A Los Vinateros Bravos
Leonardo Erazo is a rare talent. The diversity of experience and knowledge he possesses on all subjects surrounding wine is impressive. After graduating from the University of Chile with a degree in Agronomy and Enology, he traveled the world for a decade working for various estates doing research in soil science, geology and biodynamics. We have worked with many winemakers over the years and few speak with as much humility and authority as he does, and on such a broad array of subjects that pertain to winemaking and viticulture. Leo’s minimalistic style of winemaking and growing requires exceptional discretion on his part, combining some modern techniques with established traditions. ** He believes that the best dry-farmed ancient vineyards found in the Itata Valley require as little stylizing as possible to showcase the deep expression of their terroirs. While employing biodynamic principals, he uses the advice of the experienced local farmers who have been naturally farming this region for centuries. In the cellar he utilizes native yeast ferments, elevage in very old barrels, minimal additions of sulfur just before bottling, with no other additions. Indeed, he’s making “natural wines,” but without the natural wine baggage. Refreshingly transparent and elegant, his terroir-focused wines are some of the truest tastes of Chilean wine I’ve ever experienced.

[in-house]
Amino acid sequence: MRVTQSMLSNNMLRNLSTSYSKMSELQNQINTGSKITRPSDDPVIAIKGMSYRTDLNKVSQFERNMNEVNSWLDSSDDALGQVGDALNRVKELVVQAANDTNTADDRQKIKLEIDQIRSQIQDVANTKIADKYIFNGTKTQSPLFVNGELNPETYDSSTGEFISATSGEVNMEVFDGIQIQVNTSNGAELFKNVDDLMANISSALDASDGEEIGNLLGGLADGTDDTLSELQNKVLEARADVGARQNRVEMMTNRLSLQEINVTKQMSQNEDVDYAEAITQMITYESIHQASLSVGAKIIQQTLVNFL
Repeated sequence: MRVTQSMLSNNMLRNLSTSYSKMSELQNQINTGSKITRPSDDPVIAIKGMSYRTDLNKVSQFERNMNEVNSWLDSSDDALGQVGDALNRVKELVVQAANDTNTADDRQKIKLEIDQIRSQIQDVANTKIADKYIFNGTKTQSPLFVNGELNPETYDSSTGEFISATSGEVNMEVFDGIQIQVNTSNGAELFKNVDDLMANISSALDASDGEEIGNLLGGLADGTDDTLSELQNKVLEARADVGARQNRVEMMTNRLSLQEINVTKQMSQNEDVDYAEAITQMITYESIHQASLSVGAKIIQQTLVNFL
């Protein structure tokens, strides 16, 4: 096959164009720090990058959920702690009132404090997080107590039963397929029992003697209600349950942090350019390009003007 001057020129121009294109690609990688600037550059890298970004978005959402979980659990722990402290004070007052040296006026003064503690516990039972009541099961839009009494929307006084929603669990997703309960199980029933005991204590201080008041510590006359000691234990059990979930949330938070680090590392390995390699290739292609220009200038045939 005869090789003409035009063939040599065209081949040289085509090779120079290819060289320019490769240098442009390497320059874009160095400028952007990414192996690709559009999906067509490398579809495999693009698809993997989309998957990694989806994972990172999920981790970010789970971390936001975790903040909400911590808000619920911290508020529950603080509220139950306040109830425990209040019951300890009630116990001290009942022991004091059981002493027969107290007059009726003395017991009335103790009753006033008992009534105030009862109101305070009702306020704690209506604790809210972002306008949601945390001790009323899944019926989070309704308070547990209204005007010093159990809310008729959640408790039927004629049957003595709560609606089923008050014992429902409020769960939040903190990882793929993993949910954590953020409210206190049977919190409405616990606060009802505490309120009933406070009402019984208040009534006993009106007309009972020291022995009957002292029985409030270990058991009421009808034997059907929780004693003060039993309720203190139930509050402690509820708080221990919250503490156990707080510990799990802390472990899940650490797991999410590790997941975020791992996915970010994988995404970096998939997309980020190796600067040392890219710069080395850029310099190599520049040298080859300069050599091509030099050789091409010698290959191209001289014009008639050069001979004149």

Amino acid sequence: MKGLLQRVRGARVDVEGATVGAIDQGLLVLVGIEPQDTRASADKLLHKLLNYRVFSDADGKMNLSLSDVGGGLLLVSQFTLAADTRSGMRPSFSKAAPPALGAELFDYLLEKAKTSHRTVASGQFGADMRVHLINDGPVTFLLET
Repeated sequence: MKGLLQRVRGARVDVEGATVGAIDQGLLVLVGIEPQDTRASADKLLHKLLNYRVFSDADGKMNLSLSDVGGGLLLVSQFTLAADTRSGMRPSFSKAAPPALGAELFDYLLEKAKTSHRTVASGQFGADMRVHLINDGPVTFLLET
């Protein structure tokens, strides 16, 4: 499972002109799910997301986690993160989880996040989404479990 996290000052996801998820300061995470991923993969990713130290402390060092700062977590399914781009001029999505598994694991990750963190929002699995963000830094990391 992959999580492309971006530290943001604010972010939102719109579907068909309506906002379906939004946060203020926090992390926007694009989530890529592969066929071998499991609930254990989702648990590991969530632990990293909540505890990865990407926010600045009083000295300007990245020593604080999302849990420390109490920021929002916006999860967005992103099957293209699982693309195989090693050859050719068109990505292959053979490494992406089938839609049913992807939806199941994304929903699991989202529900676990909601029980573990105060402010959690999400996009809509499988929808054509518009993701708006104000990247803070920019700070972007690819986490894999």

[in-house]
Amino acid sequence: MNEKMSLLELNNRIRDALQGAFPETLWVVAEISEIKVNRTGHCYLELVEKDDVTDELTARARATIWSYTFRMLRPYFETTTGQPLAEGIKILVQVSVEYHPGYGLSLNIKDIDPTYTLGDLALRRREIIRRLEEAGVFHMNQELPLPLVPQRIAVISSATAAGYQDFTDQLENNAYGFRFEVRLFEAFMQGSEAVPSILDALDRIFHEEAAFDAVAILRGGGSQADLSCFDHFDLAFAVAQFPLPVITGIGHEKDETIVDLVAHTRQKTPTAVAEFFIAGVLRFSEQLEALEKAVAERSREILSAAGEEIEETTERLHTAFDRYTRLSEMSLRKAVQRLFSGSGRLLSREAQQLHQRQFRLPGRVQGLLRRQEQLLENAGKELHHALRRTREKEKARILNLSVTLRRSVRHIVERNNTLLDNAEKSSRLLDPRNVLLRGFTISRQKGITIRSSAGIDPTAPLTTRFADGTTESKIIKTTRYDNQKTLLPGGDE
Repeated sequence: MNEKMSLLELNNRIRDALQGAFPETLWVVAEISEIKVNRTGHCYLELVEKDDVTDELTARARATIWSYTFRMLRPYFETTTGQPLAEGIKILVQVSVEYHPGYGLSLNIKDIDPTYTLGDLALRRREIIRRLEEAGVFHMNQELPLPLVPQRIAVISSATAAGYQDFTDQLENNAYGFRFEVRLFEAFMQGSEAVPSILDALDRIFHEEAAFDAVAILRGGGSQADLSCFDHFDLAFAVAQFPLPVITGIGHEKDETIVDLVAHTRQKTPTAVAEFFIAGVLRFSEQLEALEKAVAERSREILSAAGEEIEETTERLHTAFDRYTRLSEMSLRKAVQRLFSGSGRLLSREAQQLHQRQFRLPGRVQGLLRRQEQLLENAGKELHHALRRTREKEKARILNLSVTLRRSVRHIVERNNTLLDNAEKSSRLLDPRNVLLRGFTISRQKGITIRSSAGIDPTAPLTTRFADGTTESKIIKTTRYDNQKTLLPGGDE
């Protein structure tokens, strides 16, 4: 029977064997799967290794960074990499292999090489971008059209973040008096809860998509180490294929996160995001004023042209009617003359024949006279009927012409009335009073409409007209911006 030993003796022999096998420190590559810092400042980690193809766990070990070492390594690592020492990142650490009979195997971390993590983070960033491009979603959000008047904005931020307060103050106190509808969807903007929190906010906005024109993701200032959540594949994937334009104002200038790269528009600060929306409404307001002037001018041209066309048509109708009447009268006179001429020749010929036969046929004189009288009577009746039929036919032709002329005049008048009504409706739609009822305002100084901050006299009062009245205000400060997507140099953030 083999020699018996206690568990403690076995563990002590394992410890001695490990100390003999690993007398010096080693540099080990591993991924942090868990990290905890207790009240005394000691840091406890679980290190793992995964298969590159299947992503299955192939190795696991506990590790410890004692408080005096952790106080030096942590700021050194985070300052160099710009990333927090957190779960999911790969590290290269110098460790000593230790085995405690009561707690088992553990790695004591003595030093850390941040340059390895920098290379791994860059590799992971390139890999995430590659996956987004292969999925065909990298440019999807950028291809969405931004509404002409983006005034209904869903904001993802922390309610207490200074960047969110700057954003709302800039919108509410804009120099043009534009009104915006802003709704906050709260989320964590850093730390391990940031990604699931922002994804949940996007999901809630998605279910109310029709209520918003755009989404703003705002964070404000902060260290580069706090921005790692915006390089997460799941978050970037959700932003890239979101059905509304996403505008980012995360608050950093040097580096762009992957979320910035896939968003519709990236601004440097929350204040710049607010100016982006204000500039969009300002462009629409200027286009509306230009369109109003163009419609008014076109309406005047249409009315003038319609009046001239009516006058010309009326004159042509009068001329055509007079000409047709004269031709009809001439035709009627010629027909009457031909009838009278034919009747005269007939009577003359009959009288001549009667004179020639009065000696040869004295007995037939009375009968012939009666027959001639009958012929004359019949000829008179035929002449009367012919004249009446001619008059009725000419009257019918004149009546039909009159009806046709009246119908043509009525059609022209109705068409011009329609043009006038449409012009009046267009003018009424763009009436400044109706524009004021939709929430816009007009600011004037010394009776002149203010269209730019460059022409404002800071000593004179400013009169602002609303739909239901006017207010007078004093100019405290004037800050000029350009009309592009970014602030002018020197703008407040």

The Itata Valley was the first settlement of the Spanish Conquistadors during the 16th century. To keep up the necessary supply of wine for these new European settlers, they brought their own grape vines. And so the first propagation of some of Chile’s earliest vineyards began. The magic of the Itata begins with its special granitic soils. This ancient 200 million-year-old batholith is home to dry-farmed bush vines principally planted with the reds, Pais (Mission grape) and Carignan, and the white grape, Muscat of Alexandria. Cool coastal winds and clouds keep the winegrowing season long, giving the wines great potential for developing the complexity needed for high quality wine. Sadly, this region has been underutilized for decades and cheaper wines were made mostly for the locals. The winds of change have descended upon the Itata, making it one of the most exciting new prospects in the New World.